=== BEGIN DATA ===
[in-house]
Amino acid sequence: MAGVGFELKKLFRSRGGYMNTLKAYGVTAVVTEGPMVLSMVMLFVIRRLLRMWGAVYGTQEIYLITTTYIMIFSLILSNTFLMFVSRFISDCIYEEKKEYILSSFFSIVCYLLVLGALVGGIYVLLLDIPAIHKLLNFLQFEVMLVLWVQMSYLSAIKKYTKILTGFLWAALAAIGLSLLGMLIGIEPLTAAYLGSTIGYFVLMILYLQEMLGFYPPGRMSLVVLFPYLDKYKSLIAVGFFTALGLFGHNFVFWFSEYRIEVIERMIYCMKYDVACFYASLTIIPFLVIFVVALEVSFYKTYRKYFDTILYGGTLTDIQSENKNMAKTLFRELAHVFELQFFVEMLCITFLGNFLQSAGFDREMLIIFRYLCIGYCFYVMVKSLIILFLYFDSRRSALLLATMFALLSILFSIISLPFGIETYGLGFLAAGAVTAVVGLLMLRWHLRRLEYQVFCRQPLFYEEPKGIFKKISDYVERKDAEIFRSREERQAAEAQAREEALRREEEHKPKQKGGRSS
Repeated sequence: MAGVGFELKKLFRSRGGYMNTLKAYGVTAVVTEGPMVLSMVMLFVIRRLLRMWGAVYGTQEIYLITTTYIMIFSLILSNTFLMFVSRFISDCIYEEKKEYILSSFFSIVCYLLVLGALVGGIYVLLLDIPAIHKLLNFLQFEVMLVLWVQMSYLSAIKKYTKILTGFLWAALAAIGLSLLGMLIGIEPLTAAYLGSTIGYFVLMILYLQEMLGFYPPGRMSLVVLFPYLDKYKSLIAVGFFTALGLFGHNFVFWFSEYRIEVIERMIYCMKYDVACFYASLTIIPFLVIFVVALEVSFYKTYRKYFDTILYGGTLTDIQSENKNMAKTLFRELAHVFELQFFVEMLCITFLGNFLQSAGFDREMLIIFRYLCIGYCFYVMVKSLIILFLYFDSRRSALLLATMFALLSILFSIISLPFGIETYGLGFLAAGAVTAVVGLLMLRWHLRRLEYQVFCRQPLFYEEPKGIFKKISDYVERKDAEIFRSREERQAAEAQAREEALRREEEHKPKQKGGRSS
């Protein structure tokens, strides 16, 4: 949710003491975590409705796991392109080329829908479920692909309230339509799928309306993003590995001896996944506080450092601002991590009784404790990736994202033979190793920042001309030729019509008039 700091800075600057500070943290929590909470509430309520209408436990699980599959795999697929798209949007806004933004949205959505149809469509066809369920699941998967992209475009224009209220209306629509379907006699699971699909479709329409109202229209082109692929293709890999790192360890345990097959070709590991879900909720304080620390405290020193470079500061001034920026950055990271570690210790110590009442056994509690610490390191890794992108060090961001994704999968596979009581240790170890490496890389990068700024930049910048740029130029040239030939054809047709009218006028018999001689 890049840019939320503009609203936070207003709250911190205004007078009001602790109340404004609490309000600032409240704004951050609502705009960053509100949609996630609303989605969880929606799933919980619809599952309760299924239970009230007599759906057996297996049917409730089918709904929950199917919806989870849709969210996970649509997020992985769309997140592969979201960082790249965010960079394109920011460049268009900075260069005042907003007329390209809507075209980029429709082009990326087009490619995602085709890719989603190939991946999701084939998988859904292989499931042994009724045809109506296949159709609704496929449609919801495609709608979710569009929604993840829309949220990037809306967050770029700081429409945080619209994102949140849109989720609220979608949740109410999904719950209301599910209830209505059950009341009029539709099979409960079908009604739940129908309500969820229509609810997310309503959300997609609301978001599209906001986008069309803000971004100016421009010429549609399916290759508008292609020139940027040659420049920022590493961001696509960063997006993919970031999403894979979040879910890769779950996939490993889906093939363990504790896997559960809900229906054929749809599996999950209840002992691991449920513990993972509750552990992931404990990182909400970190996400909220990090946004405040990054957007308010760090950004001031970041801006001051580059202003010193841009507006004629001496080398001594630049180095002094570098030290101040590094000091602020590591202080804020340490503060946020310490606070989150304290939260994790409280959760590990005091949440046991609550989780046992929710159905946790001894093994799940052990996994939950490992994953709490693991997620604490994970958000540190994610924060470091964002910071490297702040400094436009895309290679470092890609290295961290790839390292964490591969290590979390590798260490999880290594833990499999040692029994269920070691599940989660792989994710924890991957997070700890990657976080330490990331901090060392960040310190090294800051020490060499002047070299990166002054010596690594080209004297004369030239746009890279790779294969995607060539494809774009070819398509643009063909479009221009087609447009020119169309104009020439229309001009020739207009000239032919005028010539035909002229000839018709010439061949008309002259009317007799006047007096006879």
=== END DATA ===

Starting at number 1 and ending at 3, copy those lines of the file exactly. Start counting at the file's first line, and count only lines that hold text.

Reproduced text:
[in-house]
Amino acid sequence: MAGVGFELKKLFRSRGGYMNTLKAYGVTAVVTEGPMVLSMVMLFVIRRLLRMWGAVYGTQEIYLITTTYIMIFSLILSNTFLMFVSRFISDCIYEEKKEYILSSFFSIVCYLLVLGALVGGIYVLLLDIPAIHKLLNFLQFEVMLVLWVQMSYLSAIKKYTKILTGFLWAALAAIGLSLLGMLIGIEPLTAAYLGSTIGYFVLMILYLQEMLGFYPPGRMSLVVLFPYLDKYKSLIAVGFFTALGLFGHNFVFWFSEYRIEVIERMIYCMKYDVACFYASLTIIPFLVIFVVALEVSFYKTYRKYFDTILYGGTLTDIQSENKNMAKTLFRELAHVFELQFFVEMLCITFLGNFLQSAGFDREMLIIFRYLCIGYCFYVMVKSLIILFLYFDSRRSALLLATMFALLSILFSIISLPFGIETYGLGFLAAGAVTAVVGLLMLRWHLRRLEYQVFCRQPLFYEEPKGIFKKISDYVERKDAEIFRSREERQAAEAQAREEALRREEEHKPKQKGGRSS
Repeated sequence: MAGVGFELKKLFRSRGGYMNTLKAYGVTAVVTEGPMVLSMVMLFVIRRLLRMWGAVYGTQEIYLITTTYIMIFSLILSNTFLMFVSRFISDCIYEEKKEYILSSFFSIVCYLLVLGALVGGIYVLLLDIPAIHKLLNFLQFEVMLVLWVQMSYLSAIKKYTKILTGFLWAALAAIGLSLLGMLIGIEPLTAAYLGSTIGYFVLMILYLQEMLGFYPPGRMSLVVLFPYLDKYKSLIAVGFFTALGLFGHNFVFWFSEYRIEVIERMIYCMKYDVACFYASLTIIPFLVIFVVALEVSFYKTYRKYFDTILYGGTLTDIQSENKNMAKTLFRELAHVFELQFFVEMLCITFLGNFLQSAGFDREMLIIFRYLCIGYCFYVMVKSLIILFLYFDSRRSALLLATMFALLSILFSIISLPFGIETYGLGFLAAGAVTAVVGLLMLRWHLRRLEYQVFCRQPLFYEEPKGIFKKISDYVERKDAEIFRSREERQAAEAQAREEALRREEEHKPKQKGGRSS